I understand that this maybe a slight deterrent for people to share arguments that maybe exploring in papers and/or are stemming out of research, but on the other hand, this is not about sharing scientific arguments, but ideas, opinions and links to resources/projects, etc. There is no copyright on ideas, and there is no copyright on people's interpretations of others' presentations, ideas, and/or indeed papers. Problems only arise in spamming, commercial branding, or indeed slander, defamation and libel... I assume that these are covered by the CC OpenLearn license/terms and conditions of use anyway. And since Cloudworks belongs to the institutional platform of OU, I think it is useful to be covered by such conditions anyway.

Perhaps we can put a clause on the section 'about Cloudworks'?

21 July 2009

Rebecca Galley says...

@Giota thanks for this Giota. I found our discussion earlier in the week really helpful in clearing my mind about this - the more I was exploring options, pros and cons etc  the more indecisive I was becoming about what I thought! I really strongly agree that the key to this is the way we communicate the issue of copyright and 'etiquette' around the site. I feel it needs to be woven into the site so that it becomes 'cultural' rather than a bolt-on issue.

22 July 2009

Juliette Culver says...

Could we give people the option of whether to make their contributions CC like is done e.g. on flickr?


22 July 2009

Doug Clow says...

This is a huge and complex issue.

There's two main issues for Cloudworks that I see: what licence to go for, and what to do about existing contributions.

On what licence to go for, I say simple CC:BY - rationale on my blog here:

But basically, Cloudworks is about sharing, and we want to make that as easy as possible.  And Stephen Downes' fear about commercial enclosure seems particularly unlikely to come to pass for Cloudworks content.

We should, however, make it absolutely crystal clear that we're requiring a non-exclusive CC licence, not transfer of ownership, so the contributors retain all their IPR and can relicence it under whatever terms they like to whoever they like in future.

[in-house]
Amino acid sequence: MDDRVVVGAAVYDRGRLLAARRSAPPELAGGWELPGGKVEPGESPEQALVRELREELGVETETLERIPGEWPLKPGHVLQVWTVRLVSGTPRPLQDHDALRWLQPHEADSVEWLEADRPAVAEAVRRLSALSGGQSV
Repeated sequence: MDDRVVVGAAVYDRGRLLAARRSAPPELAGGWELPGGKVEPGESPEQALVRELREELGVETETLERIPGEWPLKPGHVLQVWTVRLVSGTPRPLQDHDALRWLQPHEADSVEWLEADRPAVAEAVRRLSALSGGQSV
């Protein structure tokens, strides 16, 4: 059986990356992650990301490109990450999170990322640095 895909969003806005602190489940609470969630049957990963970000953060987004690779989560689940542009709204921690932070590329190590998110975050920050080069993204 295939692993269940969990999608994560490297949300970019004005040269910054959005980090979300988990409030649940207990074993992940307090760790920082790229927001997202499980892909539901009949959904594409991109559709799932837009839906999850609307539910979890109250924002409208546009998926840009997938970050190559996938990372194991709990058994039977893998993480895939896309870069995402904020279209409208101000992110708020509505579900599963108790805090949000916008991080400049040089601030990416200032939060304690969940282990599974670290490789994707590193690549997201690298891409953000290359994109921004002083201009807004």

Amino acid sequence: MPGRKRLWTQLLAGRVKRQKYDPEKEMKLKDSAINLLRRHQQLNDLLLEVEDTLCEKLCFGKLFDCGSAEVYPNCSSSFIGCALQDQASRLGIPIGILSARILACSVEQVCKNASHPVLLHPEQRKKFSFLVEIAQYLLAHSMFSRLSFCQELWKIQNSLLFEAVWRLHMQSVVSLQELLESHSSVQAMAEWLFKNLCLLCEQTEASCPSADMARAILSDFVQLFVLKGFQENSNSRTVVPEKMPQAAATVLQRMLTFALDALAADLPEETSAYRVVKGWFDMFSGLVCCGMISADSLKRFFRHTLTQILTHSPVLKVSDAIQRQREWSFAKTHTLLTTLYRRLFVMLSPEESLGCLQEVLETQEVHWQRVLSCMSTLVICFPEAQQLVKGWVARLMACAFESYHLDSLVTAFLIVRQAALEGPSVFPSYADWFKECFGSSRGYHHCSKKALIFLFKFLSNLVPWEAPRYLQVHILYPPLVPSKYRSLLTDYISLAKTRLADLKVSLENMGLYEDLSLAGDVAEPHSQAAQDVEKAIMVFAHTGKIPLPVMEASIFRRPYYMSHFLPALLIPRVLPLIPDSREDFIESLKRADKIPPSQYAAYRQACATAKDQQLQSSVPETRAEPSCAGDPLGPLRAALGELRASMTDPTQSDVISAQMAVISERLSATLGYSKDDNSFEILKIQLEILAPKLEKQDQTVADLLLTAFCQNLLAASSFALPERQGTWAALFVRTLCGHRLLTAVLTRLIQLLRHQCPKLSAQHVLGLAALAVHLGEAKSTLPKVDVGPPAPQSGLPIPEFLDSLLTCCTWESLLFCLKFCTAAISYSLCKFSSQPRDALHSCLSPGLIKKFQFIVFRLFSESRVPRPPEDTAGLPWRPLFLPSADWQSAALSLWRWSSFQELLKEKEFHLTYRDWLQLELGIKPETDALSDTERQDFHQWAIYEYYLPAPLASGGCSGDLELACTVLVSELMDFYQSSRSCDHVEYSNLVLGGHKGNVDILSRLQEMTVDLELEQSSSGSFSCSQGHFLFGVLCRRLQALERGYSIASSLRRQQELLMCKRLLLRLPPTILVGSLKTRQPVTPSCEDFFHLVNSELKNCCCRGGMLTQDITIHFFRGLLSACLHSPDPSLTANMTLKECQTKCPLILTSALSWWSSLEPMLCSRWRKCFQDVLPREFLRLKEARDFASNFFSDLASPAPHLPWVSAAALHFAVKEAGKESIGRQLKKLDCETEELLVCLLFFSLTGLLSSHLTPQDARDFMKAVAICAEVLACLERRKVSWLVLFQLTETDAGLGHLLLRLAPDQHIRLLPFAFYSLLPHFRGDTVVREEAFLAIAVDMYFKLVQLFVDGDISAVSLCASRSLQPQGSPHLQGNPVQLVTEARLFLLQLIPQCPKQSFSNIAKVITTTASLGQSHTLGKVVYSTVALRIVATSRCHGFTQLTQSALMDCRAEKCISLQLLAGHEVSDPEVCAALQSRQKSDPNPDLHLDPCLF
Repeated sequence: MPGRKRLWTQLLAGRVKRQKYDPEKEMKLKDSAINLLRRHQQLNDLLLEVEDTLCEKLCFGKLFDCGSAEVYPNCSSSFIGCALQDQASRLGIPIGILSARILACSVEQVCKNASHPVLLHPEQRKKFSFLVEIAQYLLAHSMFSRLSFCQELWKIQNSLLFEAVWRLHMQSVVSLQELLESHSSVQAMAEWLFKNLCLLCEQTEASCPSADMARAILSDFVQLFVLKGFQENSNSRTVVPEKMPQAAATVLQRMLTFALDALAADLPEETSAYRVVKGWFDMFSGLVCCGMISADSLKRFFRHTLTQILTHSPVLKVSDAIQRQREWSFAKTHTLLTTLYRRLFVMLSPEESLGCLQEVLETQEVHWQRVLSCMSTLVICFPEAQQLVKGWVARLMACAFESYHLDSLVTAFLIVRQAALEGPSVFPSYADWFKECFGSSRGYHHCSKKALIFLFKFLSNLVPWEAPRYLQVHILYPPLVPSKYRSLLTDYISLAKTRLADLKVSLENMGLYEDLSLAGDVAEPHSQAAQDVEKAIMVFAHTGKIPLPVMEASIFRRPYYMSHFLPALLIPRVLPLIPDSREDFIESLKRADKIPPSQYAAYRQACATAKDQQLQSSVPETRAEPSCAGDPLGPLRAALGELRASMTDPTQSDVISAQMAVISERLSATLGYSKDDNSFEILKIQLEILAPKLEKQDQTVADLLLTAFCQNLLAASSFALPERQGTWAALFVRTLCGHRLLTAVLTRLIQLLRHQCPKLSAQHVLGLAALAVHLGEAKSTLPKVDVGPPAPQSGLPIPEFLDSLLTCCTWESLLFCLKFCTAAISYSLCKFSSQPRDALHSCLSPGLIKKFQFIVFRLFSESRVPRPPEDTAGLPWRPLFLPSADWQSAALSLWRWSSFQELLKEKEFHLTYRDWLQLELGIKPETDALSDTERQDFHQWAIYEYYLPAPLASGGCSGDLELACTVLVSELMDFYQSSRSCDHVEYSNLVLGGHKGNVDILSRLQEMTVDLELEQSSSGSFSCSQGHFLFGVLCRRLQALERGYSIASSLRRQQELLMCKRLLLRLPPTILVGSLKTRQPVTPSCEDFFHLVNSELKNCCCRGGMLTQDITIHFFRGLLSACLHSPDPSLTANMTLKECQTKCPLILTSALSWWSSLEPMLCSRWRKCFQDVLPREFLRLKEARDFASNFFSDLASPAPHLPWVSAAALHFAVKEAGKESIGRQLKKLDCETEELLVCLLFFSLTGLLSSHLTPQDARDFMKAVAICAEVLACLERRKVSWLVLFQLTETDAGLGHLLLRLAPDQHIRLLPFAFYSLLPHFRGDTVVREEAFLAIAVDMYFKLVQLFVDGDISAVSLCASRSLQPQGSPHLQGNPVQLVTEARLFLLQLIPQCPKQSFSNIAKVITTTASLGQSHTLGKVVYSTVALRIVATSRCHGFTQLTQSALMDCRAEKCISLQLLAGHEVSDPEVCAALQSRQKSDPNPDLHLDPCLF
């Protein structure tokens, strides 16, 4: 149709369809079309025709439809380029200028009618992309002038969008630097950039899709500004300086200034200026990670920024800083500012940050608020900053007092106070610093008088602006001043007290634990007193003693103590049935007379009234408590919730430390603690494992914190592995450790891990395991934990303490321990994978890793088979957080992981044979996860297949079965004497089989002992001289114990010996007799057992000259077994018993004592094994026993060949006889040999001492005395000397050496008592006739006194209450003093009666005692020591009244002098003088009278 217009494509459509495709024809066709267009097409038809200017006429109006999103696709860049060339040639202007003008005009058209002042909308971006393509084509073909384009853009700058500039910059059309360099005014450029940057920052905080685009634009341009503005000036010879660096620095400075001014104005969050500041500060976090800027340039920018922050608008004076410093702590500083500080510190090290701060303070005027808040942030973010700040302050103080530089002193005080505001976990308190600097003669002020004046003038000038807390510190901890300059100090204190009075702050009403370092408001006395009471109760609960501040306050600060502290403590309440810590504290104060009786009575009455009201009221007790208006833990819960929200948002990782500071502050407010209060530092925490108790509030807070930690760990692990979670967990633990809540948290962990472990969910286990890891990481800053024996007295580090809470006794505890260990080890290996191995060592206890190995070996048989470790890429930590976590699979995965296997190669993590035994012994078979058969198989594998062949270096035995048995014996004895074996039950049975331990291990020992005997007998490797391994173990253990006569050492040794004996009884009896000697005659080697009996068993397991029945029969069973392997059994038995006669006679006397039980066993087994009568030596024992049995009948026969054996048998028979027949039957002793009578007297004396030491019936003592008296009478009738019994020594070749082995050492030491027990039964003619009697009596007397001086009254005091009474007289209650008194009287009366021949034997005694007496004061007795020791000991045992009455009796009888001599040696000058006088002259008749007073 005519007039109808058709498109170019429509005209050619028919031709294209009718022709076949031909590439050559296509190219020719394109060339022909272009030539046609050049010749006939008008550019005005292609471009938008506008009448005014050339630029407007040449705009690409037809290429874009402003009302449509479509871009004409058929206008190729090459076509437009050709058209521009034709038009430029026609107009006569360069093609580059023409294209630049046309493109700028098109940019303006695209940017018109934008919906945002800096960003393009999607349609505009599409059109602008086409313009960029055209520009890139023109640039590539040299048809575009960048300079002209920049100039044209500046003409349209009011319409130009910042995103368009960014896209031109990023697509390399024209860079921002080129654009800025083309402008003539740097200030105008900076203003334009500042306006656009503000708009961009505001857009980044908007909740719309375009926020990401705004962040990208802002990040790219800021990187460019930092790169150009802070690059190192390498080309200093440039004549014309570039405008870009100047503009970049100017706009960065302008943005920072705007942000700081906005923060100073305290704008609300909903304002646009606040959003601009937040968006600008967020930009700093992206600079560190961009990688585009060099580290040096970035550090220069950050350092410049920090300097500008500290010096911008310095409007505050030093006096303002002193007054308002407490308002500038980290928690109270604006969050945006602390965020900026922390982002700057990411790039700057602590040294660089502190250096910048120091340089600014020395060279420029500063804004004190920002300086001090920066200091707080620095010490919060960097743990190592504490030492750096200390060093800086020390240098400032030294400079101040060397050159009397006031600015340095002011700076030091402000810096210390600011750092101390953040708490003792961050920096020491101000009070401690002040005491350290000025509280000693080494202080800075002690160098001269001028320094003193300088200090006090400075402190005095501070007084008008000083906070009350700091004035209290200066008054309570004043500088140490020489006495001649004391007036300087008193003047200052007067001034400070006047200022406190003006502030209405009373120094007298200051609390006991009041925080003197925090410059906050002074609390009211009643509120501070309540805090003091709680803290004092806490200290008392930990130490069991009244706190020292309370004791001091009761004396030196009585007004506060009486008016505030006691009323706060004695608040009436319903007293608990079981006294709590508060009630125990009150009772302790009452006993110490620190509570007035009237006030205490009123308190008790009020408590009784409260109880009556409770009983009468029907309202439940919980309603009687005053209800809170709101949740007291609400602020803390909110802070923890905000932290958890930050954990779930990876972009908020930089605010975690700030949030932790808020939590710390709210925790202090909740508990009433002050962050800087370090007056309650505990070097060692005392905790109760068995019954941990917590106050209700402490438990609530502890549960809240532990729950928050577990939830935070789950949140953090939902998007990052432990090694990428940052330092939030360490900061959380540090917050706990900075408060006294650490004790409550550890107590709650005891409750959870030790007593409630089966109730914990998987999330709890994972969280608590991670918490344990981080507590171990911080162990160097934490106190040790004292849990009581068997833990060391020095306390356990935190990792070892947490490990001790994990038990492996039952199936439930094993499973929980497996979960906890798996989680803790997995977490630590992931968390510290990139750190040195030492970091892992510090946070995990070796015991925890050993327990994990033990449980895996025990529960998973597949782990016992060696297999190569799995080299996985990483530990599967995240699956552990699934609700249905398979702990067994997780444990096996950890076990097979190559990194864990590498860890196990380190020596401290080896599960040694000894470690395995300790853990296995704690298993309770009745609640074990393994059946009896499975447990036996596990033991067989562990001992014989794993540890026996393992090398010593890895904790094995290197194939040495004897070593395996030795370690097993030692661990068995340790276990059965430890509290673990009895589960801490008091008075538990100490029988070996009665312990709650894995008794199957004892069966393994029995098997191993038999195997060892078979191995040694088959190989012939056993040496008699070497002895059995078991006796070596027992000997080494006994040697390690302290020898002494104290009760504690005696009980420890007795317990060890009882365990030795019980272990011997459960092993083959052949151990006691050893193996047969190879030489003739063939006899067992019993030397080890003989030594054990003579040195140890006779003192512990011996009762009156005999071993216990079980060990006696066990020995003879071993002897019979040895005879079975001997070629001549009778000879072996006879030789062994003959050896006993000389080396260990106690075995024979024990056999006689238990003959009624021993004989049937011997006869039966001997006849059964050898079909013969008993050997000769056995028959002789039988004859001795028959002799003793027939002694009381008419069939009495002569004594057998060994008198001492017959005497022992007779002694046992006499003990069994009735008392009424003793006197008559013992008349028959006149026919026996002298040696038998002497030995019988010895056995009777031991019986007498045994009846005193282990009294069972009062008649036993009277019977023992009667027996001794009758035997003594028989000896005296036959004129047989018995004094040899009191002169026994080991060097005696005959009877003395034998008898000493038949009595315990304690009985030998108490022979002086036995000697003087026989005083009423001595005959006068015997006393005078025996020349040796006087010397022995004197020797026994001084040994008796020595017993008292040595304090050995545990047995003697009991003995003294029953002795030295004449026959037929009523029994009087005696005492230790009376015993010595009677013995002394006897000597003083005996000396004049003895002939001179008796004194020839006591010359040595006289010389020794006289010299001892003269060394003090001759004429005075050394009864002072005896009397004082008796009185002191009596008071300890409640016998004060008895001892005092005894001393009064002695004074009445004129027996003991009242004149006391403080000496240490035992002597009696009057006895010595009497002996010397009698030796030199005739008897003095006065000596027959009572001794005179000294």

I'd also argue that we should let the contributors own their own data, and allow them - if they really want - to remove it from Cloudworks at some future point.  That's administratively hard, I know, and could lead to all sorts of awkwardness if people insist on taking their ball away from archived converations.  But remember the fallout when Facebook tried to enforce the opposite view.  The right way to get people to behave well is to treat them well, I think.

On what to do about existing content ... we're in real trouble.  I think the only sensible option is to contact people individually and ask them if it's Ok.  It'll be a nightmare to manage, and most of them will hate us for spamming them.

A halfway house would be to pick up Juliette's idea of giving people the option of CC, and making that the default for all future contributions, but not for existing ones.  But I don't think that's a runner.  One difficulty is that it robs the CC licence of a lot of its effectiveness in terms of encouraging reuse of this stuff: it's not going to be instantly clear what you can and can't reuse and how.  We'll almost certainly end up with discussions where some of the contributions can be remixed/repurposed/reused but others can't, which is just a horrible mess. And what about a Cloud (or wiki!) edited by two or more people with different rights settings?  There's no right answer to that question.  Worse, if we override my view and go for a Share Alike licence, there's no answer that wouldn't violate the rights of one of the two editors.

So in summary, I say go for CC:BY as the default licence from now, and do the horrible legwork of contacting existing contributors to get permission or removing their contributions.  It's the least bad option.

23 July 2009